The reality is that he's currently living in a shared house with no living room at all, a small kitchen, one bathroom, a smaller bedroom and five occupants (four officially, one almost permanent 'extra'), and also paying a lot more than I'm asking. So he's moving in, soon!

    Also, apparently, he only cooks about once a week anyway, wakes up after 9. So mainly I was worrying about nothing. He does want to have lots of friends round in the day, but I'm out, so makes no difference, and eats really late (like 11?! ). He also wants showers after 11, I said fine, not exactly a breaking point for now, but we'll talk about it if it wakes me up (the pump is being replaced in a few months, so it's a short term problem). All in all, it'll work out fine.
    Originally posted by jonnygee2
    Are the friends allowed in the living room/kitchen during the day then? I thought one of your rules was that they couldn't go there at all, and no more than 2 at a time?

    Glad you're relented, but are your really going to be happy? I'm not sure you are, and would hate to see you on here in a few weeks asking how to get rid of your lodger because it isn't working out....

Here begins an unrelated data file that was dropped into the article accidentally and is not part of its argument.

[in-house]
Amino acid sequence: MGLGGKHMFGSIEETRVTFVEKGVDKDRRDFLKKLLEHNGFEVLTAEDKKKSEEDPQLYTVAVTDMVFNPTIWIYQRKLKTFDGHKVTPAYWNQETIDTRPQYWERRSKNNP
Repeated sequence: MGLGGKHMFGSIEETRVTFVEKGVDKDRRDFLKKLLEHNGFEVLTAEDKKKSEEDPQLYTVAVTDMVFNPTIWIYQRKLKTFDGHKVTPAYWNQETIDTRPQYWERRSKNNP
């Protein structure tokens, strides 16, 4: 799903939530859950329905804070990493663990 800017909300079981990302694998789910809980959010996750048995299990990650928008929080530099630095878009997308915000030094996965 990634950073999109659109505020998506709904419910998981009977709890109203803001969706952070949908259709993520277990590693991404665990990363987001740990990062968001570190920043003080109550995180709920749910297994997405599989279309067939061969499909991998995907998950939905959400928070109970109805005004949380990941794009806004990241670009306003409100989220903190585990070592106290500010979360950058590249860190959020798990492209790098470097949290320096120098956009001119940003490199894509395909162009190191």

• 00ec25
    • By 00ec25 11th Jul 18, 10:40 PM
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    00ec25
    If you're not careful, your house will be student central for all his mates!
    Originally posted by Mojisola
    oh boy did that trigger a memory. Came home one evening, settled down to watch some TV only to have a total stranger walk into the lounge and set up my ironing board and use my iron to do his laundry that he'd done with my electricity, detergent and washing machine.

    He was "invited" to leave and directed towards the launderette at the top of the street. Lodger was "invited" to reconsider offering my home as a freebie to his mates. Lodger left at the end of that term.... no more students after that.
    • anfieldred
    • By anfieldred 11th Jul 18, 10:53 PM
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    anfieldred